Buzz words! Just name a few that you have experienced in the last couple of years, never mind in your lifetime! Where do they come from and who starts them? I’m never sure, but I suspect a lot of them come from pop-culture, like lines or themes from movies or TV programs, phrases from songs or raps, or maybe catchy captions from newspapers, books or quotes from celebrities.

Being the rebellious middle-child that I am, I tend to shun the current buzz word, trend or fad, sometimes to my peril, sometimes to my credit! Occasionally, though,  a current buzz will ring true with me and I embrace it wholeheartedly… until it feels common. Then I usually dump it and replace it with my own version. The last thing I want to be or appear to be is cliche!

The current trend towards “living in the NOW”, “Being Present”, even “mindfulness” has grabbed my buy-in for quite a while.  I continue to be very much aware that it is beneficial on many levels to practice this trendy wisdom. (Actually it’s ancient wisdom that has become trendy.)

I try to meditate regularly in order to “be IN the moment”. I try to discipline my thoughts to stay focused on the time and place I’m in and not think about later now. I use a very helpful tool called 5-4-3-2-1 where I routinely name 5 things I can see at any one moment, then 4 things I can hear, then 3 things I can feel, then 2 things I can smell and finally 1 thing I can taste…all meant to ground me IN the moment. I certainly don’t want to miss anything that is going on in my life!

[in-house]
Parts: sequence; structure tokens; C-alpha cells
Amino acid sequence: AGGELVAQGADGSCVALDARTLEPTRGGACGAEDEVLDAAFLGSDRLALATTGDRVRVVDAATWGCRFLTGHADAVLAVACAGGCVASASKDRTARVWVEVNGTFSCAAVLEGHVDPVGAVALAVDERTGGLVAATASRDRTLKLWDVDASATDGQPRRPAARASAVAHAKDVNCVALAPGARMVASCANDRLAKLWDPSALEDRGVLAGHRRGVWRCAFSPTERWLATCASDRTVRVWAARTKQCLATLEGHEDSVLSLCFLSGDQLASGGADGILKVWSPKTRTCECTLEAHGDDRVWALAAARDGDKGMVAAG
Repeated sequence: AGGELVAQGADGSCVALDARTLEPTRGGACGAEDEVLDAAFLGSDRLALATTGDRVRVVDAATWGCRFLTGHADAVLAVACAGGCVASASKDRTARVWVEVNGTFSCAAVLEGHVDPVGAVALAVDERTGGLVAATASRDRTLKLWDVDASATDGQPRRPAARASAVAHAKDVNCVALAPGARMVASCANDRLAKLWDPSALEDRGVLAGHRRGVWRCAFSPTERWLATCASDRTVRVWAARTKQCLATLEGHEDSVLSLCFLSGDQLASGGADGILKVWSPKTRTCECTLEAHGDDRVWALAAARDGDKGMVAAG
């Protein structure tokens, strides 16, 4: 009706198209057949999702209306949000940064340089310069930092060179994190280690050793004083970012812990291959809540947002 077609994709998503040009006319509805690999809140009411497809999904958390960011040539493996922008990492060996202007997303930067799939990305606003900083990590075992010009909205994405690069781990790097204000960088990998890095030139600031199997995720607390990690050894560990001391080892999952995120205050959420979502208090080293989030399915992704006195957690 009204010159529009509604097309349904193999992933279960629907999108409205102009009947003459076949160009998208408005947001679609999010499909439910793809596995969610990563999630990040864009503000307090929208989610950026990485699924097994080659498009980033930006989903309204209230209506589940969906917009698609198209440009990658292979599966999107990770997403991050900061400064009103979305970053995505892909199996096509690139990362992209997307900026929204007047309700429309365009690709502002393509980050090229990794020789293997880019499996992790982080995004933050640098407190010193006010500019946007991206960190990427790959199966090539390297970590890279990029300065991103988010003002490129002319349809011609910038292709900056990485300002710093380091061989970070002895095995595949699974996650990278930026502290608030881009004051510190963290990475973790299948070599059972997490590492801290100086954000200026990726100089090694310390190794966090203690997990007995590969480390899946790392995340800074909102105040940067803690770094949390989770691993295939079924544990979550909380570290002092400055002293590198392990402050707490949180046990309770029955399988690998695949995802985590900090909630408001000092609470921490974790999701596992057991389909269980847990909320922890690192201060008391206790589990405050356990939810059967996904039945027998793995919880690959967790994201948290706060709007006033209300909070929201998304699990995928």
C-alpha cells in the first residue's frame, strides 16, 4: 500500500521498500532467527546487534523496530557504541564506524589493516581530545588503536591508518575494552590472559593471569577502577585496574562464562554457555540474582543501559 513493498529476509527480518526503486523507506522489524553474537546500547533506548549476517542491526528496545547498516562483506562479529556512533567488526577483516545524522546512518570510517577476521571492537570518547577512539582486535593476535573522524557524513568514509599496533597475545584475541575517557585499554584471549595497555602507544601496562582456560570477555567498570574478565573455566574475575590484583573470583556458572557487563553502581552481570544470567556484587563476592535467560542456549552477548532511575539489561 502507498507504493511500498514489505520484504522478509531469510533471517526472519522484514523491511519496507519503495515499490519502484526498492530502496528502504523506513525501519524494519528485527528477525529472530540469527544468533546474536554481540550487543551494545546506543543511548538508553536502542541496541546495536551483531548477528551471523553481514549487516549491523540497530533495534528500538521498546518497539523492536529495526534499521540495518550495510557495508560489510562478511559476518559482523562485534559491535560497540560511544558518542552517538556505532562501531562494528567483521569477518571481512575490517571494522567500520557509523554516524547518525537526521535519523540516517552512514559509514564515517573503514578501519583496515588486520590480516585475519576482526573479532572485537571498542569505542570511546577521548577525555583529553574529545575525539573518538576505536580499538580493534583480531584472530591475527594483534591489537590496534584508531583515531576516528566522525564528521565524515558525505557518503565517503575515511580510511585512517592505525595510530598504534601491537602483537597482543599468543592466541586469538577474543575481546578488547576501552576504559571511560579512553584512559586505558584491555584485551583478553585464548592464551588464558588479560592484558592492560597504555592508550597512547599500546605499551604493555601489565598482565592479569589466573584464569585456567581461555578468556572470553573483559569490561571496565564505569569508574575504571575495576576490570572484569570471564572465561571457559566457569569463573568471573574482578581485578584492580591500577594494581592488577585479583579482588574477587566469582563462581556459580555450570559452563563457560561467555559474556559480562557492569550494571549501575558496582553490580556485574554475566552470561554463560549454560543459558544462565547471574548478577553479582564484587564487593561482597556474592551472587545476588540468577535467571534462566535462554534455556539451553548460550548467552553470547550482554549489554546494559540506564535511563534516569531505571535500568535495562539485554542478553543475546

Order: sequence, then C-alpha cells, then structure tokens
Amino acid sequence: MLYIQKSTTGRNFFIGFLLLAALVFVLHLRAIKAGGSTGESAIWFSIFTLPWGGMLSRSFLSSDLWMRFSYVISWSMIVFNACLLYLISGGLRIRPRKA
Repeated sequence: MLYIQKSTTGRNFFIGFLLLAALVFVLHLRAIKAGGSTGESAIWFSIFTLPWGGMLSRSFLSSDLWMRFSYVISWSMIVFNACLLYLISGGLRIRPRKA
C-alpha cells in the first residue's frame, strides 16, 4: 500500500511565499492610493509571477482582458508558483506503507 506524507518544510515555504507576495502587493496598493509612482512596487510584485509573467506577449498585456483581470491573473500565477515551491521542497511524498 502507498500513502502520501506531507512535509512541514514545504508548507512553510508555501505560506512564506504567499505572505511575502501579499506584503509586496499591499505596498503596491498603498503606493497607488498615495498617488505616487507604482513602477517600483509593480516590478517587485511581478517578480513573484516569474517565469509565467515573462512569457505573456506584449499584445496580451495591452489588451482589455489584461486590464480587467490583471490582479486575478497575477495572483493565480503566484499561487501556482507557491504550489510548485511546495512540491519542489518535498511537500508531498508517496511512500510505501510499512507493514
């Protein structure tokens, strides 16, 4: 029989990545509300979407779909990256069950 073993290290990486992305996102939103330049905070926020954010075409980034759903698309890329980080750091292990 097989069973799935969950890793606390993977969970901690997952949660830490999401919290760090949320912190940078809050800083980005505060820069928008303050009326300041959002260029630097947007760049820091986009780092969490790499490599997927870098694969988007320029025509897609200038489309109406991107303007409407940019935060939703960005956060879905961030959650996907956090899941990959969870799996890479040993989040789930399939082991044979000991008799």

Good stuff, right? Good practices. Good discipline.

All good…BUT! There seems to always be a flip side!

At this stage in my life, when each day can easily look and feel like the previous one as well as the next one, “being present” can feel a little boring. There’s just not a lot going on sometimes.

Taking a step out of the present and remembering the past or taking a step out of the present and dreaming about the future, either one, can be a welcome adventure!

The caution, from experts on aging, seems to be that we don’t get stuck in the past or the future and thus miss the learning and opportunity of the moment. But surely, a little excursion in either direction occasionally, is good!

Like today. Memorial Day in the USA. A time set aside to remember. A time to honor the past, the history, and those in particular who gave their lives and their talents to make today livable for me.

I remember my past today. I remember my dad, that he was in the Philippines when I was born, that I didn’t see him until I was almost 2 years old, that he missed a couple of years of my early teens serving in Korea during the conflict there, that he was gone for several months at a time throughout my life serving in various capacities with the US Army. I remember him. I remember how I called him “sarge” behind his back because he was so authoritative.  I remember how he required everything to have a place and be in order.  I remember and connect the experience of him being my father to who I am today.

An old psychologist friend of mine used to tell me that, in part, personality was the continuity of life experiences. The past is not done. The past is flowing into the present, giving texture and depth and meaning to the present.

Being fully “in the Now”, today at least, means remembering the past, allowing it to help define the present.

As Vibrant Old Women, we have the advantage of seeing almost the whole story of our lives, from where we’ve come, who we’ve been and who we are now…a panorama view. I love the flow of connection from one event, one happening, one era into the next.

I think from now on, as I practice living in the moment, I might add a bit of the past by “habit stacking”* onto 5-4-3-2-1 and add a memory that something in the present reminds me.